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Four Steps to Mitigate Negative Soil Grading to Prevent Home Water Damage

At Inspection Professionals, we get a lot of questions about what we do. During Bucks County home inspections, we frequently get asked about the most common types of problems or concerns that our house inspection service uncovers. One of these issues has to do with the soil grading around homes.

What Is Soil Grading?

Grading, in a home inspection context, is the level of the ground around your home. More specifically, it has to do with how the ground level is angled with regard to your house. It’s a critical issue because it determines the flow of water around your home. There are a few types of grading that we will cover in this post.

Positive Grade

As a homeowner, this is what you want. In this scenario, the ground level gently slopes down as you move away from the side of the house. This is ideal since it means water will naturally flow away from the home.

Negative Grade

This is when the surface of the ground slopes toward your house. This causes excess water to pool near your home, which can lead to it soaking into foundation walls and flooding any basement your home may have.

Level Grade

As it sounds, this describes a level ground surface around a house. While not as bad as a negative grade, it should still be corrected to a positive grade to be ideal.

 

The Importance of Soil Grade

Having completed thousands of Bucks County and Philadelphia home inspections over the years, we know how common soil grade issues are. If rainwater is not properly directed away from your home, water damage will eventually result. Water can be slow-acting, which is why people can underestimate it in terms of the damage it can cause. That said, water is also relentless. If a Pennsylvania home inspector has uncovered a soil grading issue around your home, you do need to handle it promptly.

Also, make sure you don’t give yourself a soil grading problem where there wasn’t one before. Many homeowners like to make aesthetic changes to a new home after moving in. This may include landscaping and might entail putting in bushes, flower beds, walkways and other additions to improve the home’s curb appeal. Just make sure to keep soil grading issues in mind as you make these changes.

How to Handle Bad Soil Grading

When a house inspection service reports that the ground around your home has a negative or level grade, you need to take action to get it to a positive grade. Fortunately, it doesn’t have to cost an arm and a leg to regrade the ground around the house. You need to follow the four steps below.

 

Step 1 

Your first step will be to remove any soft or porous soils, mulch, wood chips and any stones or gravel from around the area being regraded. Water flows right through these porous materials like going through a strainer in your kitchen, so they are useless in directing water flow. You need to get down to the dense dirt underneath. Save these items, though, since you’ll want to put them back down again later.

 

Step 2

Now, the actual regrading work can begin. You will need to use dense soil, such as clay, as much as possible. This is the type of soil that will redirect water. You should lay it down in such a way that it slopes away from the house at an angle of about half an inch per foot. It can be slightly more than this, but make sure it isn’t any less. Remember to tamp down on this new soil to eliminate any gaps or voids underneath so that water can’t readily seep through it. When completed, the surface should be 3 inches higher at the side of your home than it is at 6 feet distance from it.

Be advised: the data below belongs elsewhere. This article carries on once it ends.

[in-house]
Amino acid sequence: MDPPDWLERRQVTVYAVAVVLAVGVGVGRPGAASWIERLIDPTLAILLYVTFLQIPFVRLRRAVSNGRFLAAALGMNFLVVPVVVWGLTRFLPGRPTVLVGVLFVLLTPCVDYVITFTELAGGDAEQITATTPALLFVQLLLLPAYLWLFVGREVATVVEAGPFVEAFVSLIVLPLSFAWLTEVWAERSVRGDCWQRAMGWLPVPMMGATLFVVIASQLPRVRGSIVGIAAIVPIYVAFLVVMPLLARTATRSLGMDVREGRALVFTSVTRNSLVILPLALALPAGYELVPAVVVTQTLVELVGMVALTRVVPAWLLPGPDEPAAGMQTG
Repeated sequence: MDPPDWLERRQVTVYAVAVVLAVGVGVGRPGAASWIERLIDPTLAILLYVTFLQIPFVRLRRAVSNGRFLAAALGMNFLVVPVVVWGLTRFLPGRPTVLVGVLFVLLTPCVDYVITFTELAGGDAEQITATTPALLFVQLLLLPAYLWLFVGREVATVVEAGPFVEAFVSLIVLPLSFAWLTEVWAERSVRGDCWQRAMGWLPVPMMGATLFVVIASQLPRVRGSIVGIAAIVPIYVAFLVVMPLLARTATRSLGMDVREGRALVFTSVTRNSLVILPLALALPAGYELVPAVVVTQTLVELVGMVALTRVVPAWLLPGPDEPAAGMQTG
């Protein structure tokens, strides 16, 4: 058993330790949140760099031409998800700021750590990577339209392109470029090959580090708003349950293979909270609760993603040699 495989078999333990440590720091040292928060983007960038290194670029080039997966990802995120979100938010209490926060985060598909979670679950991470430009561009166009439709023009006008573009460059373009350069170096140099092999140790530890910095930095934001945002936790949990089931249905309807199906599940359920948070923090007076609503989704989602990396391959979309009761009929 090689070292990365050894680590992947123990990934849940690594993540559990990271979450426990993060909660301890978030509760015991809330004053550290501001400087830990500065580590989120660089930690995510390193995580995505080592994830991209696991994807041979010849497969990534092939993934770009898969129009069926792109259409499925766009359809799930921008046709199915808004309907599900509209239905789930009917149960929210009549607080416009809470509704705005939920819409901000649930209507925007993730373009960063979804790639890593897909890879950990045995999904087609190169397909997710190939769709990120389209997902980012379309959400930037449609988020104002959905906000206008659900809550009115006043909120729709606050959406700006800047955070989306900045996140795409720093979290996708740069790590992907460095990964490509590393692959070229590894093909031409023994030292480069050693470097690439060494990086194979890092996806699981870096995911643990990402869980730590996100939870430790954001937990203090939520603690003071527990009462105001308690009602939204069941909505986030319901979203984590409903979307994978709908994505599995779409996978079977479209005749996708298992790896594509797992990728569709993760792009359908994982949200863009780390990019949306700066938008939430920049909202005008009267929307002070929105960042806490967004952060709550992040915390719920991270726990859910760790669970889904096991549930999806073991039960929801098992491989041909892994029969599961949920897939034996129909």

Step 3

You can now put the soft soil, mulch, wood chips, stones and other removed items back on top of this new layer of dense dirt. These perform some important functions. Most notably, they prevent erosion of the dense soil underneath, and they are necessary for you to be able to grow grass and shrubs. 

 

 

Step 4

This one is more of an alternative to the above rather than a fourth step. If something prevents you from regrading the soil as outlined above, you should consider getting a sump pump. This won’t stop the water from getting into your house, but it will pump it right back outside to minimize any moisture. It will usually be located in a small, recessed area of the basement floor known as the “sump pit.”

 

A Professional Pennsylvania Home Inspector Will Uncover Soil Grading Problems

If you are in the market for a home, having it inspected by a professional house inspection service should uncover any soil grading issues around the house. Our team at Inspection Professionals is licensed and trained to do Bucks County home inspections and Philadelphia home inspections. We also have a Montgomery County home inspector that can check out a house before you buy in that area. You might also consider having an inspection done if you are selling a home so that you can get a heads-up on any issues before putting it on the market.

It’s important to select the right Pennsylvania home inspector. The team at our house inspection service has over 25 years of experience in this field, and we’ve done over 10,000 inspections. As important as soil grade issues are, they are just one potential serious issue that you may encounter in a home you’re looking to buy. When you need a professional Pennsylvania home inspector, please give us a call, and we’ll set up an appointment at your earliest convenience.

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